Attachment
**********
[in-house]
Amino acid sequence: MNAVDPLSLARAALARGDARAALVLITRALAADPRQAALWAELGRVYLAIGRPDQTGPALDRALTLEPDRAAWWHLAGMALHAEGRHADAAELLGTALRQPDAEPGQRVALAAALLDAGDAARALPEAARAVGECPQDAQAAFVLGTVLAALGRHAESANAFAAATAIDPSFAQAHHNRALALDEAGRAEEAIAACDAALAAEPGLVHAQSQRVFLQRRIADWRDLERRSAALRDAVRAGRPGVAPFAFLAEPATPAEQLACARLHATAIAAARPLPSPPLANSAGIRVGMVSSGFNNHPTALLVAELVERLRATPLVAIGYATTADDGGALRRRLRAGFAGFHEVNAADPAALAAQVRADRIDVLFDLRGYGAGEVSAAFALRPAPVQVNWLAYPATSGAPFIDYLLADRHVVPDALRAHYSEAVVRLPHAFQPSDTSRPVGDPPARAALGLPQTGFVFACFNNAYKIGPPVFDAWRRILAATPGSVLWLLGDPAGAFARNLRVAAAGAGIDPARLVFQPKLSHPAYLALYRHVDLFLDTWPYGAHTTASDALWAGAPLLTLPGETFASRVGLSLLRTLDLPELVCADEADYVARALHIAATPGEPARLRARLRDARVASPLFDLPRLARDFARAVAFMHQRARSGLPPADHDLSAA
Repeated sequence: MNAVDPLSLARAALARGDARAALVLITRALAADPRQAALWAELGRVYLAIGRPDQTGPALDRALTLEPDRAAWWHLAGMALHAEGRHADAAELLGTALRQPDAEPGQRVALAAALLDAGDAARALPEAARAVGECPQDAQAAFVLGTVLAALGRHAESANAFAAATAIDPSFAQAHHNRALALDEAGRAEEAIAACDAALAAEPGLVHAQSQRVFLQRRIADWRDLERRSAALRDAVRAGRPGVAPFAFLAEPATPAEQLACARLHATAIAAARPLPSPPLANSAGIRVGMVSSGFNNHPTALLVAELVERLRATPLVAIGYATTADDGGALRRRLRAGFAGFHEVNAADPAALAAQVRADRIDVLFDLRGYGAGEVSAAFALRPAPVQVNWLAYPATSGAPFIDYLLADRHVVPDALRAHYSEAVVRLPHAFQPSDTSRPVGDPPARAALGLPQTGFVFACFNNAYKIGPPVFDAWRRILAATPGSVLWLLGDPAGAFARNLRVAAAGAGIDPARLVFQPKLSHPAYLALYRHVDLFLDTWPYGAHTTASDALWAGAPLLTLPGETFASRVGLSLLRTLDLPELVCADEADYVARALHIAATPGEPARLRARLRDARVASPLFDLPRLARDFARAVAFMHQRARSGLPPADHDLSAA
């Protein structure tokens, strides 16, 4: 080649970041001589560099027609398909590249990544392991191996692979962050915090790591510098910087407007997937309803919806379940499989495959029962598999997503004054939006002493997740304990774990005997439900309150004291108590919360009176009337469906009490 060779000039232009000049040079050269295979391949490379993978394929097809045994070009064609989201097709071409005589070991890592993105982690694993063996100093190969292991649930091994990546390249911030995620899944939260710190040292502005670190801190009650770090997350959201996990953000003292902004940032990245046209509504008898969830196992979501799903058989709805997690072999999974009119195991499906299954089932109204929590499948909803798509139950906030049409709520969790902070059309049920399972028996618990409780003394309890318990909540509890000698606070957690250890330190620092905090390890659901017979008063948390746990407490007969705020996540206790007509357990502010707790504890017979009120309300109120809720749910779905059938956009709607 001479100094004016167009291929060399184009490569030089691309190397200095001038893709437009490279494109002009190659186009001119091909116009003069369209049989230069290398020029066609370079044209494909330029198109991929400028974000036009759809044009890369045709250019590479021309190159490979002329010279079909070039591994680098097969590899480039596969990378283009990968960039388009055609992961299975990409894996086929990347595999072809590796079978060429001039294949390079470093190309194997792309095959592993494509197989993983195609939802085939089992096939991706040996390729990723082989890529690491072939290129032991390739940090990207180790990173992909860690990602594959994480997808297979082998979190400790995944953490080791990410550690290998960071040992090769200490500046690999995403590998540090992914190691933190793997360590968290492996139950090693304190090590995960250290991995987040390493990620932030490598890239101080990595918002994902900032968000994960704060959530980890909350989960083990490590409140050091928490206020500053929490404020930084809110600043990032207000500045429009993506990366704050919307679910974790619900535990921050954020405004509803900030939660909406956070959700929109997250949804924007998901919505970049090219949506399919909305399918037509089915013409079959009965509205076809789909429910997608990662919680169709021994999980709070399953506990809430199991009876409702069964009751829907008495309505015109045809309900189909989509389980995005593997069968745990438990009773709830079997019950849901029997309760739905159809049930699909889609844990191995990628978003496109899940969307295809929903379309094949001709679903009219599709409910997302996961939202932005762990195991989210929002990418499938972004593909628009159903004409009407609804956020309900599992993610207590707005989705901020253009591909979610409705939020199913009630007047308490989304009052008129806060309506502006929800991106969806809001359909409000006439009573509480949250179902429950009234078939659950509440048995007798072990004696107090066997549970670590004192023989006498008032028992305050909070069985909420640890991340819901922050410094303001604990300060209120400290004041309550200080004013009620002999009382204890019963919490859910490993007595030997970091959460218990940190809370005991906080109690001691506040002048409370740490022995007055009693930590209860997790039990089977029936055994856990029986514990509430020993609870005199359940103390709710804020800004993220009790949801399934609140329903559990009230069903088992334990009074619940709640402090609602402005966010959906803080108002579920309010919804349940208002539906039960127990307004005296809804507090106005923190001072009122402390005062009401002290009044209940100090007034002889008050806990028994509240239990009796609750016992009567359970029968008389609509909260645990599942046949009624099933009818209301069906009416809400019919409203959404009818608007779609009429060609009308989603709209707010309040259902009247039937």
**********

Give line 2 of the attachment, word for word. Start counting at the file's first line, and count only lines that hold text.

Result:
Amino acid sequence: MNAVDPLSLARAALARGDARAALVLITRALAADPRQAALWAELGRVYLAIGRPDQTGPALDRALTLEPDRAAWWHLAGMALHAEGRHADAAELLGTALRQPDAEPGQRVALAAALLDAGDAARALPEAARAVGECPQDAQAAFVLGTVLAALGRHAESANAFAAATAIDPSFAQAHHNRALALDEAGRAEEAIAACDAALAAEPGLVHAQSQRVFLQRRIADWRDLERRSAALRDAVRAGRPGVAPFAFLAEPATPAEQLACARLHATAIAAARPLPSPPLANSAGIRVGMVSSGFNNHPTALLVAELVERLRATPLVAIGYATTADDGGALRRRLRAGFAGFHEVNAADPAALAAQVRADRIDVLFDLRGYGAGEVSAAFALRPAPVQVNWLAYPATSGAPFIDYLLADRHVVPDALRAHYSEAVVRLPHAFQPSDTSRPVGDPPARAALGLPQTGFVFACFNNAYKIGPPVFDAWRRILAATPGSVLWLLGDPAGAFARNLRVAAAGAGIDPARLVFQPKLSHPAYLALYRHVDLFLDTWPYGAHTTASDALWAGAPLLTLPGETFASRVGLSLLRTLDLPELVCADEADYVARALHIAATPGEPARLRARLRDARVASPLFDLPRLARDFARAVAFMHQRARSGLPPADHDLSAA